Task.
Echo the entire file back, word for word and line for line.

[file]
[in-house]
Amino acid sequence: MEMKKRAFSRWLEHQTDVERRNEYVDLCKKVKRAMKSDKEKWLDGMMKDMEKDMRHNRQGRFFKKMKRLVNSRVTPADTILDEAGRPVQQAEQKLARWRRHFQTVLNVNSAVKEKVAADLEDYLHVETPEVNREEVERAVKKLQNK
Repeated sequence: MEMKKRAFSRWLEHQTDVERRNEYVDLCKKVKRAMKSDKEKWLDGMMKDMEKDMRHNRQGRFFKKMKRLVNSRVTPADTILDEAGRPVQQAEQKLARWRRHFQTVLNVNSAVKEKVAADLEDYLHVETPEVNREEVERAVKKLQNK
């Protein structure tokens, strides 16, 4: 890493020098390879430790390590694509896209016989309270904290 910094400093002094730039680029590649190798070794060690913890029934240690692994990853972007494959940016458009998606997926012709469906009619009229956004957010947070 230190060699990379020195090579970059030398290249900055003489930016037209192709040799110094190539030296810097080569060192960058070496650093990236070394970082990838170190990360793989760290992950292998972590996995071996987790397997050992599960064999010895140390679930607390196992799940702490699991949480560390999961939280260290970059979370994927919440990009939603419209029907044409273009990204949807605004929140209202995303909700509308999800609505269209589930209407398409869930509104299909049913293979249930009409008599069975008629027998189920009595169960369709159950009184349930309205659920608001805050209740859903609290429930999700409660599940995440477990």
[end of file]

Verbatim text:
[in-house]
Amino acid sequence: MEMKKRAFSRWLEHQTDVERRNEYVDLCKKVKRAMKSDKEKWLDGMMKDMEKDMRHNRQGRFFKKMKRLVNSRVTPADTILDEAGRPVQQAEQKLARWRRHFQTVLNVNSAVKEKVAADLEDYLHVETPEVNREEVERAVKKLQNK
Repeated sequence: MEMKKRAFSRWLEHQTDVERRNEYVDLCKKVKRAMKSDKEKWLDGMMKDMEKDMRHNRQGRFFKKMKRLVNSRVTPADTILDEAGRPVQQAEQKLARWRRHFQTVLNVNSAVKEKVAADLEDYLHVETPEVNREEVERAVKKLQNK
């Protein structure tokens, strides 16, 4: 890493020098390879430790390590694509896209016989309270904290 910094400093002094730039680029590649190798070794060690913890029934240690692994990853972007494959940016458009998606997926012709469906009619009229956004957010947070 230190060699990379020195090579970059030398290249900055003489930016037209192709040799110094190539030296810097080569060192960058070496650093990236070394970082990838170190990360793989760290992950292998972590996995071996987790397997050992599960064999010895140390679930607390196992799940702490699991949480560390999961939280260290970059979370994927919440990009939603419209029907044409273009990204949807605004929140209202995303909700509308999800609505269209589930209407398409869930509104299909049913293979249930009409008599069975008629027998189920009595169960369709159950009184349930309205659920608001805050209740859903609290429930999700409660599940995440477990």